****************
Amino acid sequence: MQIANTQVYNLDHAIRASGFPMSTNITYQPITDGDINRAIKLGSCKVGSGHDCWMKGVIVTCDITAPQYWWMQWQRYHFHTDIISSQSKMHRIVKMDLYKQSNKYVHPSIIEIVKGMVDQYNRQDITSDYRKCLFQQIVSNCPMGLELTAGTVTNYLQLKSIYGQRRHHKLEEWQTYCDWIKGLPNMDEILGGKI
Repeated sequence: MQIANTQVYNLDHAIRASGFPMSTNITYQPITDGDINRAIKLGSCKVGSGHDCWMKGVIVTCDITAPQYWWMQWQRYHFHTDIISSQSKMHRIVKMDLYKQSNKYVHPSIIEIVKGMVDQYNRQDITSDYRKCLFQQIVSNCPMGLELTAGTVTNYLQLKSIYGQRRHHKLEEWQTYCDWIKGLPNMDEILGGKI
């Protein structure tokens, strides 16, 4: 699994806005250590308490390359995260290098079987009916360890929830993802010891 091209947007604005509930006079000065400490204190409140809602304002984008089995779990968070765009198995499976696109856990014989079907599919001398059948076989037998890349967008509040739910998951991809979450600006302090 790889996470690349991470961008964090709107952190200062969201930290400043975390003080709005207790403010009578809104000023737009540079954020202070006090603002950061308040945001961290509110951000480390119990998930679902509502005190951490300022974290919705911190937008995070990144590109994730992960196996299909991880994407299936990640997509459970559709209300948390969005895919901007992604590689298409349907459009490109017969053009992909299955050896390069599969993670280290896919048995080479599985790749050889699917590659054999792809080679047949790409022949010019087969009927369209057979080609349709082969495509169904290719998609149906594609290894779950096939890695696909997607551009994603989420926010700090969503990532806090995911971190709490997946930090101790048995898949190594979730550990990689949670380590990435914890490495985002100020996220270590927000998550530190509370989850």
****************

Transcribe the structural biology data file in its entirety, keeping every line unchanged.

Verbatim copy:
Amino acid sequence: MQIANTQVYNLDHAIRASGFPMSTNITYQPITDGDINRAIKLGSCKVGSGHDCWMKGVIVTCDITAPQYWWMQWQRYHFHTDIISSQSKMHRIVKMDLYKQSNKYVHPSIIEIVKGMVDQYNRQDITSDYRKCLFQQIVSNCPMGLELTAGTVTNYLQLKSIYGQRRHHKLEEWQTYCDWIKGLPNMDEILGGKI
Repeated sequence: MQIANTQVYNLDHAIRASGFPMSTNITYQPITDGDINRAIKLGSCKVGSGHDCWMKGVIVTCDITAPQYWWMQWQRYHFHTDIISSQSKMHRIVKMDLYKQSNKYVHPSIIEIVKGMVDQYNRQDITSDYRKCLFQQIVSNCPMGLELTAGTVTNYLQLKSIYGQRRHHKLEEWQTYCDWIKGLPNMDEILGGKI
């Protein structure tokens, strides 16, 4: 699994806005250590308490390359995260290098079987009916360890929830993802010891 091209947007604005509930006079000065400490204190409140809602304002984008089995779990968070765009198995499976696109856990014989079907599919001398059948076989037998890349967008509040739910998951991809979450600006302090 790889996470690349991470961008964090709107952190200062969201930290400043975390003080709005207790403010009578809104000023737009540079954020202070006090603002950061308040945001961290509110951000480390119990998930679902509502005190951490300022974290919705911190937008995070990144590109994730992960196996299909991880994407299936990640997509459970559709209300948390969005895919901007992604590689298409349907459009490109017969053009992909299955050896390069599969993670280290896919048995080479599985790749050889699917590659054999792809080679047949790409022949010019087969009927369209057979080609349709082969495509169904290719998609149906594609290894779950096939890695696909997607551009994603989420926010700090969503990532806090995911971190709490997946930090101790048995898949190594979730550990990689949670380590990435914890490495985002100020996220270590927000998550530190509370989850």